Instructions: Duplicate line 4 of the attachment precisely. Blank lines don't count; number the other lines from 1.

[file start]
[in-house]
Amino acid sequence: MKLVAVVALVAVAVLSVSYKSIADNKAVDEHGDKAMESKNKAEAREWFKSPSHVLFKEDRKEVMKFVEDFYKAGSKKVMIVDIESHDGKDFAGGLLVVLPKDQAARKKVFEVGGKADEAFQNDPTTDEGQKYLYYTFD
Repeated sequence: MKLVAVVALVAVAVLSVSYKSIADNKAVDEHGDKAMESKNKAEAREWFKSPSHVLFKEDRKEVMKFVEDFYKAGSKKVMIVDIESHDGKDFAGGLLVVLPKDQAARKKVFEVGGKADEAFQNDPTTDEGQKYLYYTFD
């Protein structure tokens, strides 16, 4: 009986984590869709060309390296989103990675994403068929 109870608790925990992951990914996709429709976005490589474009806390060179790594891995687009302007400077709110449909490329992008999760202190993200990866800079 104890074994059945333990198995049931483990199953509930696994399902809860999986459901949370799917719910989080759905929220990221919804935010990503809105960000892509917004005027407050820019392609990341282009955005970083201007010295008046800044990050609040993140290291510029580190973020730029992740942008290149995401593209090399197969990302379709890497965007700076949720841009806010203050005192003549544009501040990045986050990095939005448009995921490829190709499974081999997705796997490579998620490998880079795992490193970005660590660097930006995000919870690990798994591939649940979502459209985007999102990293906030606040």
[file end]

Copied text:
């Protein structure tokens, strides 16, 4: 009986984590869709060309390296989103990675994403068929 109870608790925990992951990914996709429709976005490589474009806390060179790594891995687009302007400077709110449909490329992008999760202190993200990866800079 104890074994059945333990198995049931483990199953509930696994399902809860999986459901949370799917719910989080759905929220990221919804935010990503809105960000892509917004005027407050820019392609990341282009955005970083201007010295008046800044990050609040993140290291510029580190973020730029992740942008290149995401593209090399197969990302379709890497965007700076949720841009806010203050005192003549544009501040990045986050990095939005448009995921490829190709499974081999997705796997490579998620490998880079795992490193970005660590660097930006995000919870690990798994591939649940979502459209985007999102990293906030606040």